What We're Doing
Closing the racial wealth gap and building an equitable economy
Centuries of government policies have systematically deprived communities of color of economic opportunity, leading to a persistent, growing racial wealth gap. CAP develops and advances policies to combat the root causes of the racial wealth gap and promote a more equitable, vibrant economy for all.
Supporting the Equitable and Just National Climate Platform
Long-standing racial and environmental injustices disproportionately expose communities of color to climate pollution. CAP develops and advocates for climate policies that ensure communities of color benefit from the transition to clean energy.
Eliminating racial disparities and strengthening health systems
Structural racism causes inequities in health systems and disparities in health outcomes. It also negatively affects numerous social determinants of health. CAP develops and furthers policies to reduce racial disparities in health and foster more accessible, affordable, and equitable health systems.
Promoting a representative, responsive, and inclusive democracy
Online disinformation and hate; white supremacist violence and rhetoric; and voter subversion and suppression undermine democracy and entrench systemic inequities. CAP develops policies to foster an effective, accountable, and representative democracy to meet the needs and improve the lives of all Americans.
By the numbers
The absolute dollar wealth gap between Black households and white households
CAP, “Eliminating the Black-White Gap Is a Generational Challenge” (2021).
People of color’s exposure to fine particulate matter emitted by almost every fossil fuel source
Science Advances, “PM2.5 polluters disproportionately and systemically affect people of color in the United States” (2021).
Hispanic or Latinos more likely to be hospitalized from COVID-19 than their white peers
CDC, “Risk for COVID-19 Infection, Hospitalization, and Death By Race/Ethnicity.”
Hate crimes in 2020 where a victim was targeted because of their race, ethnicity, or ancestry
FBI, “Hate Crime Statistics.”
The good news about the economy that you’re not hearing enough about
Supreme Court must see through Mississippi’s fictitious claims
Fines and Fees Are a Barrier to Criminal Record-Clearing
Planning for the Future in an Uncertain Economy
This week, Ed sits down with CAP Senior Economist Gbenga Ajilore to discuss warning signs in the economy, what they might mean, as well as some of the contributing factors.
Yes, the President Is Still a Racist
Following a recent op-ed in The Washington Post condemning the racist remarks of President Trump, two Black former Obama administration staffers sit down with Daniella to discuss how the country can move forward.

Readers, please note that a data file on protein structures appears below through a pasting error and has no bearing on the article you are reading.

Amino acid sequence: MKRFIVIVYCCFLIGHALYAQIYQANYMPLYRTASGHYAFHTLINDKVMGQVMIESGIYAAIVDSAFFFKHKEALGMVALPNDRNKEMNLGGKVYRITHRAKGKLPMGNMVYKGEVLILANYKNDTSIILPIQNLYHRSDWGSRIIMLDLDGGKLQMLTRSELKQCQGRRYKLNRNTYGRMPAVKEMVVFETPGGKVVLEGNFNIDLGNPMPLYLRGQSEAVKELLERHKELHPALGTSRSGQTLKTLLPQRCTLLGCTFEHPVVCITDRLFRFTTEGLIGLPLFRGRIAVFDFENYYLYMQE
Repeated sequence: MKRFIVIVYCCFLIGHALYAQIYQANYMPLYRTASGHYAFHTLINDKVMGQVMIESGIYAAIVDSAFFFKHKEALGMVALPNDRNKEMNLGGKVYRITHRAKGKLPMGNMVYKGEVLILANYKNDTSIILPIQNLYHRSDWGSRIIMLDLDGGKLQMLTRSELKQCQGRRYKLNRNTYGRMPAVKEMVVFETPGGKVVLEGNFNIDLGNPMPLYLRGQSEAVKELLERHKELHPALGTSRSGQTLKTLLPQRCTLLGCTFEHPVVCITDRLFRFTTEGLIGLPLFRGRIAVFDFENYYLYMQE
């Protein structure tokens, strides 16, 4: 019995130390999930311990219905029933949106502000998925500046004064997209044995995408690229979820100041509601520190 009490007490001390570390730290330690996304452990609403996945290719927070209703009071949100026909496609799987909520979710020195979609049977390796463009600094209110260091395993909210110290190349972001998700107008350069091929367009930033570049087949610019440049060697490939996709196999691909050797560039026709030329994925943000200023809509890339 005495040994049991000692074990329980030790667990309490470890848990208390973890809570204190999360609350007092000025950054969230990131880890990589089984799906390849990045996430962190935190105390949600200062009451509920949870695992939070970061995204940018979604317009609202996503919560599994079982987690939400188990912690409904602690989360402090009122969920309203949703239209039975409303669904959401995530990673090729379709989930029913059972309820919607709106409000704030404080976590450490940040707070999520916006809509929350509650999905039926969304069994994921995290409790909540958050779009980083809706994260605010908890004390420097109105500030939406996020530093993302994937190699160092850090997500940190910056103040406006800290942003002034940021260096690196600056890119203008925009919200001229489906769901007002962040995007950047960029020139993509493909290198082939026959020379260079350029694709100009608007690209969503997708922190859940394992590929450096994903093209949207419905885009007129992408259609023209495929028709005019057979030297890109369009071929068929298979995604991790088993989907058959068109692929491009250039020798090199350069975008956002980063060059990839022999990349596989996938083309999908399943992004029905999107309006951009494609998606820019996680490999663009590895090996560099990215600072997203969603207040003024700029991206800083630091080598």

Ari Berman: A Green Light to Gerrymander
Daniella and Ed chat with Mother Jones Senior Reporter Ari Berman this week about gerrymandering, the 2020 census, and the state of voting rights in the United States.
How Oakland, California, Radically Reduced Violence
This week, Ed spoke with Capt. Ersie Joyner of the Oakland Police Department about the city's successful and comprehensive Ceasefire program to address gun violence and crime in the community.
Darrick Hamilton: The Blueprint for a Better Society
This week, Daniella and Ed speak with Darrick Hamilton, executive director of the Kirwan Institute for the Study of Race and Ethnicity at The Ohio State University, to discuss the U.S. economy, inequality, and reparations.
Ari Melber: Bring the Ruckus—and Sustainable Policy Ideas
Ed and Daniella chat with Ari Melber—host of MSNBC's "The Beat With Ari Melber"—to discuss the increasingly strained relationship between Congress and the Trump administration, as well as the debate around criminal justice reform.
The Urgency of Equality, With Charlotte Clymer and Laura Durso
Ed and Daniella sit down with Charlotte Clymer, press secretary for rapid response at the Human Rights Campaign, and CAP's Laura Durso, to discuss the likely passage of the Equality Act in the House of Representatives.
Filmmaker Ed Zwick and Storytelling to Drive Policy Change
This week, Daniella and Ed spoke with filmmaker Edward Zwick to discuss his new project, "Trial by Fire," as well as the ways in which movies and popular culture can help advance policy change.
Ending Mass Incarceration, With Emily Bazelon and Rachel Barkow
This week, Daniella and Ed talk with Emily Bazelon, staff writer at The New York Times Magazine, and Rachel Barkow, professor at the New York University School of Law, about how to end mass incarceration through comprehensive criminal justice reform.
Turning the Page on Climate, With Robinson Meyer and Christy Goldfuss
This week, Daniella and Ed speak with Robinson Meyer, a climate reporter for The Atlantic, and Christy Goldfuss, senior vice president for Energy and Environment Policy at CAP, about renewed energy on climate change.